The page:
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Laravel Auditing - Queue Auditable Models

Who is this article for?

Anyone looking for how Queue Laravel Auditing Package.

In this article, I’m going to walk through, how to Queue the Laravel Auditing Package. We will be utilizing the event listeners and job to achieve this.

Before You Begin

In this article, we will be using the latest release (v8.x) at the time of this article.

This package supported queuing the request in older versions but was later removed.

As per the PR, it states that queuing was removed because the User relation was lost since the session is used to resolve the current User performing the action and the queue doesn't have access to it. Another point mentioned was, since it was not used often by developers. Also, the overhead is very minimal.

All the points stated above are kinda correct. So the question is Why to Queue it?

In my experience, working on a large enterprise application, it can add some overhead, especially if you go frequent updates. But again, if you use DB for queuing, it is the null and void situation.

Also, if you plan to use No-SQL like AWS DynamoDB for storing the log records, it can add some network latency. The request can fail if there are any exceptions.

I would suggest queuing the audit. We will be using 4 different types of queue priorities in our example. These are

  • highPriority
  • mediumPriority
  • default
  • lowPriority

These will be configured in your supervisor workers.conf. The steps below outline how to queue the audits. To do the basic installation follow the steps outlined in the package, I am going to assume we already have the package setup and working. Also, in this article, we are using database jobs for queuing.

Step 1 – Create an Audit Model.

<?php

namespace App\Models;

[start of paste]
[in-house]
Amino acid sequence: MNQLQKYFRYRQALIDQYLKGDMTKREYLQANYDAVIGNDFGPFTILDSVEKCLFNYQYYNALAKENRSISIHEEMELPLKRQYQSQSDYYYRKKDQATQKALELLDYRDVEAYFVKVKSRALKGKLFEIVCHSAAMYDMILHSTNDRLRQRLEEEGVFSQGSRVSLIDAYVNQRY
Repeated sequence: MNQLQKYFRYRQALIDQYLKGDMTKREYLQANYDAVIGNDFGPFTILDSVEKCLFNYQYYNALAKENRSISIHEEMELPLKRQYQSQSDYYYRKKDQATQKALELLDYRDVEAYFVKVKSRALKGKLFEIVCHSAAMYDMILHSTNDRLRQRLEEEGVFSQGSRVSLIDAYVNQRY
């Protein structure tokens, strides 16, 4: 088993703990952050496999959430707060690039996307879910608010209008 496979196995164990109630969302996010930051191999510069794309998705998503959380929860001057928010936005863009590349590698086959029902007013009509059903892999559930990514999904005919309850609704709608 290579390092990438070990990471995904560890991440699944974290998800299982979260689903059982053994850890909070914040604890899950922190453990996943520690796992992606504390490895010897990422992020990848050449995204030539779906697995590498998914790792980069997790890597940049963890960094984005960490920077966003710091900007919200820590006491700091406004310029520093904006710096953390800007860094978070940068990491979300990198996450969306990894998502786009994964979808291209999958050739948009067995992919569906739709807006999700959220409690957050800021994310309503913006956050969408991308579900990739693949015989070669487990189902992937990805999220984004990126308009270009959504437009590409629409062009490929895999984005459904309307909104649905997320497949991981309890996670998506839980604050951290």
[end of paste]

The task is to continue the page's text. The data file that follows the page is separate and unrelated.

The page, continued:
use OwenIt\Auditing\Audit as AuditTrait;
use OwenIt\Auditing\Contracts\Audit as AuditContract;
use Illuminate\Database\Eloquent\Model;

/**
 * @property mixed auditable_table
 * @property mixed auditable_type
 * @property int id
 */
class Audit extends Model implements AuditContract
{
    use AuditTrait;

    /**
     * Specify the connection, since this implements multitenant solution
     * Called via constructor to faciliate testing
     *
     * @param array $attributes
     */
    public function __construct($attributes = [])
    {
        parent::__construct($attributes);
        $this->setConnection(config('database.audit_connection'));
    }
   
    /**
     * The attributes that should be cast to native types.
     *
     * @var array
     */
    protected $casts = [
        'old_values' => 'json',
        'new_values' => 'json',
    ];

    /**
     * The attributes that should be mutated to dates.
     *
     * @var array
     */
    protected $dates = [
        'created_at',
        'updated_at',
        'deleted_at',
    ];

    /**
     * The attributes that are mass assignable.
     *
     * @var array
     */
    protected $fillable = [
        'id',
        'auditable_id',        
        'auditable_type',
        'event',
        'ip_address',
        'new_values',
        'old_values',
        'tags',
        'url',
        'user_agent',
        'user_id',
        'user_type',
        'updated_at',
    ];
}

In the above code, I am using a different database for storing audits, the connection is set in the __construct method. If you want to learn more about this click here.

Step 2 - Create a Job.

<?php

namespace App\Jobs;

use App\Models\Audits;
use Exception;
use Illuminate\Bus\Queueable;
use Illuminate\Queue\SerializesModels;
use Illuminate\Queue\InteractsWithQueue;
use Illuminate\Contracts\Queue\ShouldQueue;
use Illuminate\Foundation\Bus\Dispatchable;
use Illuminate\Support\Facades\Log;

class SaveAuditToDBJob implements ShouldQueue
{
    use Dispatchable, InteractsWithQueue, SerializesModels;
    protected $data;
    
    /**
     * The name of the queue the job should be sent to.
     *